The other really useful article I came upon when I was investigating a possible break into our servers was this one and this one, explaining how with the use of the ‘chattr’ command you can make files which are ‘immutable’ (can’t be modified by anyone, including root) or files which are append-only. The append-only would be brilliant for logs, meaning that a person breaking into your machine couldn’t just go and modify the logs to cover their tracks. However, this assumes that the person would not have gotten root access, otherwise they could just set the file to ‘not-append-only’ change the file and then make it look like it hadn’t been modified. Also, these tricks apparently only work with ext2/3, so anyone using other file systems is out of luck.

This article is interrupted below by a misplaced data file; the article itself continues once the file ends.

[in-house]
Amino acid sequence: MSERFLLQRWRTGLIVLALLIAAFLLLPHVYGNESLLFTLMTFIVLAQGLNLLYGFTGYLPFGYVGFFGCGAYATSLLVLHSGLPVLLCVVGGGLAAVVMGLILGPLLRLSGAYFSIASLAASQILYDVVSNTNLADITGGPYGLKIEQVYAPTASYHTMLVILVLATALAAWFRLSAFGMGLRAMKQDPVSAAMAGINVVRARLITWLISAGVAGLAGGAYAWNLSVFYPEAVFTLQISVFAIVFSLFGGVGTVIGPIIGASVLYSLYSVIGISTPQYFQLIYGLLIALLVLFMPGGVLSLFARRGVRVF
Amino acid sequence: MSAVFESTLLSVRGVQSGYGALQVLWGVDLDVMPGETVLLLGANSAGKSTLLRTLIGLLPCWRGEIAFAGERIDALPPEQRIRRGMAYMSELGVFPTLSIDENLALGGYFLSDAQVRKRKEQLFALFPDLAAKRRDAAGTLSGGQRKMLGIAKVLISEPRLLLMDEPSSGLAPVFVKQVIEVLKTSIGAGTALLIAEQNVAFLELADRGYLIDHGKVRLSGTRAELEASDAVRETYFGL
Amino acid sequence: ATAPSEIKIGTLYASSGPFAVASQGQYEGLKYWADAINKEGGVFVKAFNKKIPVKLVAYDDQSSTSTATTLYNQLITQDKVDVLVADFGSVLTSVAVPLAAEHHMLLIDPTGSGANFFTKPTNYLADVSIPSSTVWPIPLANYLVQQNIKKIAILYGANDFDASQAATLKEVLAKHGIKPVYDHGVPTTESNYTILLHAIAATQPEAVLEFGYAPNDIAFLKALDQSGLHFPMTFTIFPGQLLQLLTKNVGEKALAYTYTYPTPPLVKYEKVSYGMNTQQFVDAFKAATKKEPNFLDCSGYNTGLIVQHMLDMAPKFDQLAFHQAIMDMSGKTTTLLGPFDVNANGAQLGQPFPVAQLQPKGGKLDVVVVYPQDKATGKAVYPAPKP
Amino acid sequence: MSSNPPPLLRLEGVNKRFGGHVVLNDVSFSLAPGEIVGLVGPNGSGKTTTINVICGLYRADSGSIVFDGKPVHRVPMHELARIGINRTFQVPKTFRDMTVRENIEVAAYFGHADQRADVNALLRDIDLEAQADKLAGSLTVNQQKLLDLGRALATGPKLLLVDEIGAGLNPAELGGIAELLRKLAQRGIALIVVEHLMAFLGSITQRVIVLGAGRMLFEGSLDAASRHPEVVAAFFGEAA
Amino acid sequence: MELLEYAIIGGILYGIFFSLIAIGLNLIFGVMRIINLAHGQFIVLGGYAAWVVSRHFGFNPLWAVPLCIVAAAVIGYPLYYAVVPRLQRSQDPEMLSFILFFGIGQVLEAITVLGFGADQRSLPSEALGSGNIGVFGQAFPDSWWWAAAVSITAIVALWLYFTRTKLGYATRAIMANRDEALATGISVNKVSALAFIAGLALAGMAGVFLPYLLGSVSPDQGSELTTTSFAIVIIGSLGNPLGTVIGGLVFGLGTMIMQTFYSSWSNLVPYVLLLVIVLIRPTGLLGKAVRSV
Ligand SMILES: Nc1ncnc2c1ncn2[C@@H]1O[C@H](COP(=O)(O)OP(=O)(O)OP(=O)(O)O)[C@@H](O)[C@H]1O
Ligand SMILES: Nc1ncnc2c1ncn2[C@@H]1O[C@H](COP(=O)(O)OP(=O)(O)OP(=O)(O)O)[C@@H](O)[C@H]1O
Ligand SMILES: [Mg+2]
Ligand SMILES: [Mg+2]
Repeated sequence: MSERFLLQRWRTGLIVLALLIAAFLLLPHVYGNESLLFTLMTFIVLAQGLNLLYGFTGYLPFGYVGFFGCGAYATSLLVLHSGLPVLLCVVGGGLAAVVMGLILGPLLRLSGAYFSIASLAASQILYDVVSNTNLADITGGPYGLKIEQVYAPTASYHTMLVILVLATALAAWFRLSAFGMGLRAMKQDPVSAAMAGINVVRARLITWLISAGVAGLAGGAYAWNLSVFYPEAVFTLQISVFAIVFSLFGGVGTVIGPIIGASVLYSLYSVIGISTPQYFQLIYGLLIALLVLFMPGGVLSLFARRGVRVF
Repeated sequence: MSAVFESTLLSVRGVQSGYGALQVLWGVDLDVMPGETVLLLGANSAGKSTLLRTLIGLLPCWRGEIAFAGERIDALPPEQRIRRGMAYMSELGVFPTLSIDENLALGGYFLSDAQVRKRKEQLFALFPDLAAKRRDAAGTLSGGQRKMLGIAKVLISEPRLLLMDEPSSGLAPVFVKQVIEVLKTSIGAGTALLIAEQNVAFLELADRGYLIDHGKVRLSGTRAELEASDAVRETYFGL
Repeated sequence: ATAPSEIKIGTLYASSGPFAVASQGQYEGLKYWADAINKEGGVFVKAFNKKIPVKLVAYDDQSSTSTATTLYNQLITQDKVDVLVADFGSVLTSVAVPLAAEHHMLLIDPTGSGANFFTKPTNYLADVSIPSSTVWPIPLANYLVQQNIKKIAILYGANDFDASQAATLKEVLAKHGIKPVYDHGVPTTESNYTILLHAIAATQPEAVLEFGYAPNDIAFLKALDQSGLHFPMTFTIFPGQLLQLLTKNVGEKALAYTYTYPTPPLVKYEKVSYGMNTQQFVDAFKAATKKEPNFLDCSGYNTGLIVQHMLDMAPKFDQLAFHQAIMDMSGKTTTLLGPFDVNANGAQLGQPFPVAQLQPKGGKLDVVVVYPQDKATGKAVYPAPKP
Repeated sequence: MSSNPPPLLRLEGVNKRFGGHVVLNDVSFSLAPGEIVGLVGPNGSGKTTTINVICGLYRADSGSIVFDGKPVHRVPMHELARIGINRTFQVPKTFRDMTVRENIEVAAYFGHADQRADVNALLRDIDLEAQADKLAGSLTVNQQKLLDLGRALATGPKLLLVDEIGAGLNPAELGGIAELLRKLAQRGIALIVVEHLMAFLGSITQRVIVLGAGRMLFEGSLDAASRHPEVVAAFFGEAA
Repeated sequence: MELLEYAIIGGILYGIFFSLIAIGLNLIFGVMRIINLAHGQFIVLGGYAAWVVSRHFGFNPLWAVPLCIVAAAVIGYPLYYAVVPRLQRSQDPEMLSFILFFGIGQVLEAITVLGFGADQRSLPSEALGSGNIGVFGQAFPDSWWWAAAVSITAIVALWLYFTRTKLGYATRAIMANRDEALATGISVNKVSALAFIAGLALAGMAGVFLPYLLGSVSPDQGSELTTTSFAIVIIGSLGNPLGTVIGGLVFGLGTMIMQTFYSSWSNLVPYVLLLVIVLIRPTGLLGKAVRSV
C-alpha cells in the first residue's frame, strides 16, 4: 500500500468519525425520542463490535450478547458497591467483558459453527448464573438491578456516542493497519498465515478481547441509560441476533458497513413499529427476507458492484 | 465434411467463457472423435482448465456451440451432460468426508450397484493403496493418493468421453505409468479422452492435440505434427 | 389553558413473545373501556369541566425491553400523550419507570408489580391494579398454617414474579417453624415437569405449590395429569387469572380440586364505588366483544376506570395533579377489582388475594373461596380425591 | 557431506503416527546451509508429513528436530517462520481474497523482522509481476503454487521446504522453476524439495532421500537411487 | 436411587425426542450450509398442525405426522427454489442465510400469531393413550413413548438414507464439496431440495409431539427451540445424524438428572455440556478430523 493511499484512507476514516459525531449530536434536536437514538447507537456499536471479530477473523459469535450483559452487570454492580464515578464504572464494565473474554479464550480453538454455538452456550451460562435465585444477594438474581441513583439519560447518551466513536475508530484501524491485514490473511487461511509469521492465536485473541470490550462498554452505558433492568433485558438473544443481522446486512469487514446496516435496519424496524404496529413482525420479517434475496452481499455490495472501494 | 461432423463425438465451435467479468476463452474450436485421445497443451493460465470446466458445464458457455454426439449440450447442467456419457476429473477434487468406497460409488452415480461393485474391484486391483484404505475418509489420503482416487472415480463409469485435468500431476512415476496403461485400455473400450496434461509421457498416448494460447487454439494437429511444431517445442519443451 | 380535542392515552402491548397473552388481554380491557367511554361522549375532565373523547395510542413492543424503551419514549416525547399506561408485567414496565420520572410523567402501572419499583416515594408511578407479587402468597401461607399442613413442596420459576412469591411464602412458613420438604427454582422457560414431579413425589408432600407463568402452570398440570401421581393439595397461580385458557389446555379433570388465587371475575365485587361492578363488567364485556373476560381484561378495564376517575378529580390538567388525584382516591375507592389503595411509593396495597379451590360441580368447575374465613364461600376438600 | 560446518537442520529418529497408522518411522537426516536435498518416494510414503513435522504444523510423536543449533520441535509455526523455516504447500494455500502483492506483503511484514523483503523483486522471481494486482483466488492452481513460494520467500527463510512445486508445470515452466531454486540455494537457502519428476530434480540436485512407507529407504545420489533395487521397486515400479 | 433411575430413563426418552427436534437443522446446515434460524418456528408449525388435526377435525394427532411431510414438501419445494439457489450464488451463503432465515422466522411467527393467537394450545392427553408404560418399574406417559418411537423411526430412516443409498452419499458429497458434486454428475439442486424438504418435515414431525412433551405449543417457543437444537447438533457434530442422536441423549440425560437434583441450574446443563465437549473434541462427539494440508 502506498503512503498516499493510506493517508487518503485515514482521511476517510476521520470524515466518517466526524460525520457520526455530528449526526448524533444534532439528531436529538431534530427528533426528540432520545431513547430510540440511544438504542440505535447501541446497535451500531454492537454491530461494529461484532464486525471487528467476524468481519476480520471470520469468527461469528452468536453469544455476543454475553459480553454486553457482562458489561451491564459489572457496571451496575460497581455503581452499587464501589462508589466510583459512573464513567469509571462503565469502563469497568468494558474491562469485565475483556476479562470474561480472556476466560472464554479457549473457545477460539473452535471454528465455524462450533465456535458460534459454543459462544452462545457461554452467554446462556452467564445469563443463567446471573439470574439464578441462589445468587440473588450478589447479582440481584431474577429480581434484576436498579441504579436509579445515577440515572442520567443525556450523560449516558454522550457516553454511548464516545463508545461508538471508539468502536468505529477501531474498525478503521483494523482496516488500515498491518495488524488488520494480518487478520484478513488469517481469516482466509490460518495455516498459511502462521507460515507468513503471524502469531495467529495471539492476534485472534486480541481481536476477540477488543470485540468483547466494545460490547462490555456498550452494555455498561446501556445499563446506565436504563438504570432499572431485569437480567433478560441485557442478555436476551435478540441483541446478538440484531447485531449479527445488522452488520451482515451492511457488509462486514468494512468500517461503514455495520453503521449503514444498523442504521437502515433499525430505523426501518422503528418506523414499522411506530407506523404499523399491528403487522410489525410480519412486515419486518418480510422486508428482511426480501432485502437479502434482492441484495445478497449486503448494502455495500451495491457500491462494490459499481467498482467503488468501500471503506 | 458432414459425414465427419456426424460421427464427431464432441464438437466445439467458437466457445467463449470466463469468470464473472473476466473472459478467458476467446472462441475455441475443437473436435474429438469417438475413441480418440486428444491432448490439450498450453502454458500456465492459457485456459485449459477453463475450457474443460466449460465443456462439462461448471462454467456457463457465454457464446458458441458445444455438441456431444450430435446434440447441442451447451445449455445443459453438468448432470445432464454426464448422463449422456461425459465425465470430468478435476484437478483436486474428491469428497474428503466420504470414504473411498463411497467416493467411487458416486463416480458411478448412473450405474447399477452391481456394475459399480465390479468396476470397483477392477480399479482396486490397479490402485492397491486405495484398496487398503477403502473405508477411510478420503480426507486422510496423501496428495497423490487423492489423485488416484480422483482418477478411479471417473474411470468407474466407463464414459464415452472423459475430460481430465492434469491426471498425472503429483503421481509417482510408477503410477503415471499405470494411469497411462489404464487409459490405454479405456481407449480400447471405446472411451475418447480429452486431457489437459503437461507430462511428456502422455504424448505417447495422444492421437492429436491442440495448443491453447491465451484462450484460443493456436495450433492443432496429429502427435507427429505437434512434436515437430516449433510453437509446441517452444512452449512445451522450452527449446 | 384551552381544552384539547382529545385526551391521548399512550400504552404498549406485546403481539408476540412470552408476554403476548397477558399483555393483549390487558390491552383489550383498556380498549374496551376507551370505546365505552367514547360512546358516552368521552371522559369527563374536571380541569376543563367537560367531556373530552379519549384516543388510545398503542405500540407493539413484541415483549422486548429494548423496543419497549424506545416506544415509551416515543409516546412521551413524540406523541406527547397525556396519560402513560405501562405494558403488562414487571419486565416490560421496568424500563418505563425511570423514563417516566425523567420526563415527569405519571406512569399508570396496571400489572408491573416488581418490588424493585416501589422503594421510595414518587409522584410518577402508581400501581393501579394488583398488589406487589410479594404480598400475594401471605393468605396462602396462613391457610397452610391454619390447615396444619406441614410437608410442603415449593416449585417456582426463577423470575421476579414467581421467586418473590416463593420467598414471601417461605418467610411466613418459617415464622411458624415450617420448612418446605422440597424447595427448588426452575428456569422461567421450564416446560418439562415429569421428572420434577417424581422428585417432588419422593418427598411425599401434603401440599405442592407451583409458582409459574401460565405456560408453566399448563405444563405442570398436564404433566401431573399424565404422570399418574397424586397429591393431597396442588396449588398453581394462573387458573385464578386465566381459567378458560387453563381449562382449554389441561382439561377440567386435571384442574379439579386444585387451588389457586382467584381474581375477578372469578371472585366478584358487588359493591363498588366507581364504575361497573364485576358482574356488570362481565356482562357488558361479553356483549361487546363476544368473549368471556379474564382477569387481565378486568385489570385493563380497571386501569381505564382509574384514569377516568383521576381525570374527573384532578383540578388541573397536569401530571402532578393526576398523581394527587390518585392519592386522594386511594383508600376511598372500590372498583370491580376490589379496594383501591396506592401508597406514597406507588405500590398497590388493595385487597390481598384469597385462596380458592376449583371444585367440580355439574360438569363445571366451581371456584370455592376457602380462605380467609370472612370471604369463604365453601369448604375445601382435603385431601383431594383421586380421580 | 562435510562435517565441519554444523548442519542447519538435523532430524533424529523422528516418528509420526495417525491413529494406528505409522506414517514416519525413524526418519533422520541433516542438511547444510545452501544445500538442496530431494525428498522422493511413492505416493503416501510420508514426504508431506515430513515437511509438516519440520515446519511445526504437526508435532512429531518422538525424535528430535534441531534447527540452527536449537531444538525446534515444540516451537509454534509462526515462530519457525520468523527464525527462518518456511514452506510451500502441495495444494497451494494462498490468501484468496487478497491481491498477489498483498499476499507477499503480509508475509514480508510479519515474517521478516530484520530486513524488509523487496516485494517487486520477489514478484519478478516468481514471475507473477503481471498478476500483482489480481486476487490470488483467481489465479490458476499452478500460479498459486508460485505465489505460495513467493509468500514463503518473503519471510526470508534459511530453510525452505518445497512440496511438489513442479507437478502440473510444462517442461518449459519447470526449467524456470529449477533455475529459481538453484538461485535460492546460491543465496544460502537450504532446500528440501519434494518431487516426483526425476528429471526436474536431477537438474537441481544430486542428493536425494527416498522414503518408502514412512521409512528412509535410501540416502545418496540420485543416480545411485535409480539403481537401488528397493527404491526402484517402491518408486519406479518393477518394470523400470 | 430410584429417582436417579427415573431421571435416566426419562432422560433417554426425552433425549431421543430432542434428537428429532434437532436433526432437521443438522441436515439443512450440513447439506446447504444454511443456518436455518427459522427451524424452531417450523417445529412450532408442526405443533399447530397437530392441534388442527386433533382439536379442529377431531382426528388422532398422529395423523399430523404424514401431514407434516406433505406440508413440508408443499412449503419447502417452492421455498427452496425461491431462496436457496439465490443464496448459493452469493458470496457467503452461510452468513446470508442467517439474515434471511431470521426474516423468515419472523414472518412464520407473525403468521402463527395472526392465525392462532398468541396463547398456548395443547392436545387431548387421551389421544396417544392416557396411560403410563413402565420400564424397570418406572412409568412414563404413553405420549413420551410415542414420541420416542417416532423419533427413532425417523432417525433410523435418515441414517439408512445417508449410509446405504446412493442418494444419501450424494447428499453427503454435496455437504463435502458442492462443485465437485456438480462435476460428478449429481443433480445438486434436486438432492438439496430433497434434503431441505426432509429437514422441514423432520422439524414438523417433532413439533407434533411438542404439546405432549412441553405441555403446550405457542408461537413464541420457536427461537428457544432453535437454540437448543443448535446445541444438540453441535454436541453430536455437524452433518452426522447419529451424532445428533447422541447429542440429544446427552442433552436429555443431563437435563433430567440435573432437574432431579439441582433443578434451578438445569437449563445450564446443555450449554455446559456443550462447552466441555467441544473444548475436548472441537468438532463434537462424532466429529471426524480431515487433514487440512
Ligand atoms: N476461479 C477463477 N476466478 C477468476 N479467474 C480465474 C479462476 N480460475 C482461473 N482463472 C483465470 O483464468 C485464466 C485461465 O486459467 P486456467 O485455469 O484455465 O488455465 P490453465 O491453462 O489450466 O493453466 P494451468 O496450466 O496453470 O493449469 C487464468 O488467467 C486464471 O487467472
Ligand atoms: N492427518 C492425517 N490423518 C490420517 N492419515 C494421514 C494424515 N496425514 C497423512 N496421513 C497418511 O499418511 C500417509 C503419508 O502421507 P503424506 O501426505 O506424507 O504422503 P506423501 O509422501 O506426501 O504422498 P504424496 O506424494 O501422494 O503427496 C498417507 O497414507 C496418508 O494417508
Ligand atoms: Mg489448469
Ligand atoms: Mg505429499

I just found this really useful site ‘Ubuntu Server Guide‘. It gives a nice general overview of how to set up and configure most of the main uses of your Ubuntu server. There’s a few gems in there, like a really useful little package called etckeeper, which is basically a version control system for your ‘/etc’ directory, meaning that you always have backups of your configuration and that you can tell exactly when changes to the config were made and by who. The seems like such a simple, yet brilliant idea, I can’t believe the package isn’t standard on any distro. It reminds me of Sun’s (now Oracle’s) ZFS and it’s ability to take snapshots and to be able to ‘roll-back’.